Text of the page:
Obama prays for slain ballplayer’s family, cites ‘extra measure of evil’ in killing

Three teens have been charged in connection with the killing of Christopher Lane, an Australian baseball player who was shot and killed while jogging in Duncan, Okla. Essendon Baseball Club via AP

MELBOURNE, Australia - President Barack Obama has sent condolences to the family of a college baseball player who was shot dead while out jogging in Oklahoma.

In a statement given to a newspaper in Christopher Lane's home country of Australia, the president said his “thoughts and prayers” were with Lane’s family and friends.

Australians mourn victim of Oklahoma shooting 2:17

Lane, 22, who attended East Central University in Ada, Okla., was fatally shot in the back while jogging in nearby Duncan, where he was visiting his girlfriend.

Three teens have been charged in connection with the killing, which fueled outrage on two continents and led to a call for a boycott on U.S. tourism by a former Australian deputy prime minister.

Investigators have said one of the teens admitted Lane was shot because the boys were "bored" and wanted to kill someone.

Obama’s statement, which appeared in The Herald Sun newspaper and was attributed to White House spokesman Mett Lehrich, said: “As the president has expressed on too many tragic occasions, there is an extra measure of evil in an act of violence that cuts a young life short. The president and first lady's thoughts and prayers are with Chris Lane's family and friends in these trying times.”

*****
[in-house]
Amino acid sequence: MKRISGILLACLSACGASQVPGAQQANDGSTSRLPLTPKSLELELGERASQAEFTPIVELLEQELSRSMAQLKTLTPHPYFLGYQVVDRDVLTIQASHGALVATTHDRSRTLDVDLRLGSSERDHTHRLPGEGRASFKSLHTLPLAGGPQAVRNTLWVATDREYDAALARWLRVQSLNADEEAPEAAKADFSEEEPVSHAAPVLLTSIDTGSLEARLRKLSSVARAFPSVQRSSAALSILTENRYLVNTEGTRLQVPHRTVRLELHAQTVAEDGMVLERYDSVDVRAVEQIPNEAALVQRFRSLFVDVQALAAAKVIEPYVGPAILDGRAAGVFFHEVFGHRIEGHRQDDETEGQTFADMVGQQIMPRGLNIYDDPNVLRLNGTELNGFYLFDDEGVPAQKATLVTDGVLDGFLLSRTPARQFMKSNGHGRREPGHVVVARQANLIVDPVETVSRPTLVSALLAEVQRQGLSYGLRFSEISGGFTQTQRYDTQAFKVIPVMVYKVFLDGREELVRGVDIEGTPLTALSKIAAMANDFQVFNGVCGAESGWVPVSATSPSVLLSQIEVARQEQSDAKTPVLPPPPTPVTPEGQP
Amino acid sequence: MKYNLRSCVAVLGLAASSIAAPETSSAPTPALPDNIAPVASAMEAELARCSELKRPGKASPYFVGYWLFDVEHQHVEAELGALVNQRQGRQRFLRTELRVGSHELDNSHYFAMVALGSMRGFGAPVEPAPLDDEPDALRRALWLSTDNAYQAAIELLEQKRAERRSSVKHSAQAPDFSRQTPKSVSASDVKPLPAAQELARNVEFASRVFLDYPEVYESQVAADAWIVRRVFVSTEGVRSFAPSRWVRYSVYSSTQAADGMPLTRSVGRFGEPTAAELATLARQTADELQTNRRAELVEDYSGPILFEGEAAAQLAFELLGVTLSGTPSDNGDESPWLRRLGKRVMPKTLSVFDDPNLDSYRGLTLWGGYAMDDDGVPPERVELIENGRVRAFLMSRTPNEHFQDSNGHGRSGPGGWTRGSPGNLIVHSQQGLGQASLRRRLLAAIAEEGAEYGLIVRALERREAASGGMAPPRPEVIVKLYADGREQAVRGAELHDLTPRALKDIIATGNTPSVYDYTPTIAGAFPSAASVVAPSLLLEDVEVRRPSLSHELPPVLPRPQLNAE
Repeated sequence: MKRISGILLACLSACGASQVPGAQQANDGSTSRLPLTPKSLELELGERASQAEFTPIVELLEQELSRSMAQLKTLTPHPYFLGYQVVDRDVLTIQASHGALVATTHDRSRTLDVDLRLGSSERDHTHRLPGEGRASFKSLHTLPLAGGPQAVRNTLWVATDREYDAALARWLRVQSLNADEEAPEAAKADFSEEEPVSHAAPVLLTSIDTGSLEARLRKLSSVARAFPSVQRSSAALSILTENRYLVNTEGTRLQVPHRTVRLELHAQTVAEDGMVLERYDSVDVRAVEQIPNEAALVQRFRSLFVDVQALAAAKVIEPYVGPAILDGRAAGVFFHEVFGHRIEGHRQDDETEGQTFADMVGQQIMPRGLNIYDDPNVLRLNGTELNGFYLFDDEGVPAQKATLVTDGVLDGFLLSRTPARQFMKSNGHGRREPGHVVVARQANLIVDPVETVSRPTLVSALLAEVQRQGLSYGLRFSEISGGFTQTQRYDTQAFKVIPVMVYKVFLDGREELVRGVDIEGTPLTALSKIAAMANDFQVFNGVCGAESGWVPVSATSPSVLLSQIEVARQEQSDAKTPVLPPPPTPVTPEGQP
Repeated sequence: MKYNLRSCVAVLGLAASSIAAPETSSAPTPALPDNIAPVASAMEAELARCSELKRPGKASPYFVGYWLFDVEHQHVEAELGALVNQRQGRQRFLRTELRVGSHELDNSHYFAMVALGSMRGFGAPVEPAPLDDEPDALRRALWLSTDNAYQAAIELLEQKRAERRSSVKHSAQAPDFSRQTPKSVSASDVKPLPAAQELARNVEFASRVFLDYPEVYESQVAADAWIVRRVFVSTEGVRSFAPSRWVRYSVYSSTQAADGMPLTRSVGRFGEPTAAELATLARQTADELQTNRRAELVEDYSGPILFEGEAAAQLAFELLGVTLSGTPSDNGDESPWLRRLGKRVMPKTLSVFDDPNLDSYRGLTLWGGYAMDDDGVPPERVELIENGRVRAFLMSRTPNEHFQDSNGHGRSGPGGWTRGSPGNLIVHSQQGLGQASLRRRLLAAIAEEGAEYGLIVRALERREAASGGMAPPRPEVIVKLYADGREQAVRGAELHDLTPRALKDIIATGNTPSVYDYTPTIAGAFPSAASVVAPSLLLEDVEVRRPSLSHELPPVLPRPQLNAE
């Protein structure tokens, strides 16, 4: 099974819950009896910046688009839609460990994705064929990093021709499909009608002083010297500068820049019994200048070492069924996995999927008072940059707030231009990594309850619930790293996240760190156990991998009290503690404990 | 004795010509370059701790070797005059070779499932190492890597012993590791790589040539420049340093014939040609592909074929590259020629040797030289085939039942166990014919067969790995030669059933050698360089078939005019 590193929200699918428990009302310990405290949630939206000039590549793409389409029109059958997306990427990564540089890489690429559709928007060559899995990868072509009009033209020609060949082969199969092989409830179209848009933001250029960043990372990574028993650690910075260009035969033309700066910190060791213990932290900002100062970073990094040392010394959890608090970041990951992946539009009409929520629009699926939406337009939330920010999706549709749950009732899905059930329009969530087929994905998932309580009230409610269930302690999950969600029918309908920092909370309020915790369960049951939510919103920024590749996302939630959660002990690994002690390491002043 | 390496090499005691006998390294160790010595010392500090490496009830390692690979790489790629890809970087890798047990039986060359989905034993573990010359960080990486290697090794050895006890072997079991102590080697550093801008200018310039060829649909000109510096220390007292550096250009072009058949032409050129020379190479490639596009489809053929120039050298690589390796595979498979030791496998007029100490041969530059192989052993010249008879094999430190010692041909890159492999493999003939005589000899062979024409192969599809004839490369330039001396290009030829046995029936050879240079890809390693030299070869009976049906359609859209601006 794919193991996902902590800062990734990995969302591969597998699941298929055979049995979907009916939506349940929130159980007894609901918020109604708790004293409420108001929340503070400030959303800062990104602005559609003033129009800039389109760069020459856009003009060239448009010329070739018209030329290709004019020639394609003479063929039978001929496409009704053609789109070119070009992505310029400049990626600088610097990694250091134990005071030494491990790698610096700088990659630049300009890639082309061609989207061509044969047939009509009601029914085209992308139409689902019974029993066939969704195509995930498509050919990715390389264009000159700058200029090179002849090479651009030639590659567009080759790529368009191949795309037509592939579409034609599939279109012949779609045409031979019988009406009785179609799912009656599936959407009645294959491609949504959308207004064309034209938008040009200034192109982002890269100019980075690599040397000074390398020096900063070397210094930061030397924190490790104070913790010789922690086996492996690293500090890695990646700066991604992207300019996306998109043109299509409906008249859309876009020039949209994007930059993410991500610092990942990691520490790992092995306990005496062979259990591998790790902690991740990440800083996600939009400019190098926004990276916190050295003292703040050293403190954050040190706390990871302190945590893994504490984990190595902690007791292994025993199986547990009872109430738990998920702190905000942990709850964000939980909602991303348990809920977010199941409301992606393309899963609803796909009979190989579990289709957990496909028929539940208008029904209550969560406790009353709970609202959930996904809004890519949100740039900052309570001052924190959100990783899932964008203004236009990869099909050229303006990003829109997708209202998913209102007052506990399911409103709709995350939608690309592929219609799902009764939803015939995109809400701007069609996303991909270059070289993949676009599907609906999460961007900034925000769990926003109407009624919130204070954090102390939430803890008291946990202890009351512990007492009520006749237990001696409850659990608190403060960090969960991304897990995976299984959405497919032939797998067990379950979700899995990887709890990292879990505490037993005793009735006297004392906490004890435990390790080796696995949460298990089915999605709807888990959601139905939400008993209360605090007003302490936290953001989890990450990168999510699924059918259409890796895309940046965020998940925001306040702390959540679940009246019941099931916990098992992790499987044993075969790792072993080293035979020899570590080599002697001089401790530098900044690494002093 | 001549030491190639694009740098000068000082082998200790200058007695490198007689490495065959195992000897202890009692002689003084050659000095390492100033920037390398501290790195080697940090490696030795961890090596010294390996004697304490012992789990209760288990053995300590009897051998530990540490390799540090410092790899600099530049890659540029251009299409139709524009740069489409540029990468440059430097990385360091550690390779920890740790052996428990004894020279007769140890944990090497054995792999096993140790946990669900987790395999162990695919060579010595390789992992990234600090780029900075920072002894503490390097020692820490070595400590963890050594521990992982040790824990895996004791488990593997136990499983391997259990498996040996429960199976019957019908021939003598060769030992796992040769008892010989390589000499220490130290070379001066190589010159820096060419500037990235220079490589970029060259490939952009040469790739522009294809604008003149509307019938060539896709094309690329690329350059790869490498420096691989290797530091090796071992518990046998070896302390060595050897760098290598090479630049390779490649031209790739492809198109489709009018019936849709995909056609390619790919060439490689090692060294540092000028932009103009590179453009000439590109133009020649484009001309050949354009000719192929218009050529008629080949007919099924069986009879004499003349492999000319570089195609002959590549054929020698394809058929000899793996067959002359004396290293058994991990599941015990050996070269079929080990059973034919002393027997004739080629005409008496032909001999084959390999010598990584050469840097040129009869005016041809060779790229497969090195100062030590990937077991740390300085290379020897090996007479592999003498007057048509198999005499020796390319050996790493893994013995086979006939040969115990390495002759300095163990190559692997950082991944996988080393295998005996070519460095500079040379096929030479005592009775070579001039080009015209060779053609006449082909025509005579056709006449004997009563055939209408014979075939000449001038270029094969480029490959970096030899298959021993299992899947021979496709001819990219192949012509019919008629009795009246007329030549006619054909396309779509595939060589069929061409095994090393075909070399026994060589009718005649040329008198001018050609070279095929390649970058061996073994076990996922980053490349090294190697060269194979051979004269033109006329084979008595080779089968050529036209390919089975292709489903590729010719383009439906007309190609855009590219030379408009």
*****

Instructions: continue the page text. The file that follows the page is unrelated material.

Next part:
Girlfriend of murdered Australian baseball player speaks out 1:48

It followed an earlier tribute from U.S. Ambassador to Australia Jeffrey Bleich honoring the “strength and bravery of Chris’ family as they deal with this unspeakable tragedy.”

At a memorial baseball game Sunday, players from the Essendon Bombers, Lane’s former team, as well as Melbourne University, wore black armbands as family and friends shared a moment of silence.

Lane's parents, Peter and Donna Lane, and his American girlfriend Sarah Harper stood at home plate. Harper had arrived in Australia with Lane’s body on Saturday.

"We really appreciate the support from both her and in the states," Peter Lane told The Associated Press. "We’ve had sensational support for our kids from family, extended family, from various communities we’ve been involved with and we’re thankful for that."

Alastair Jamieson reported from London. The Associated Press contributed to this report.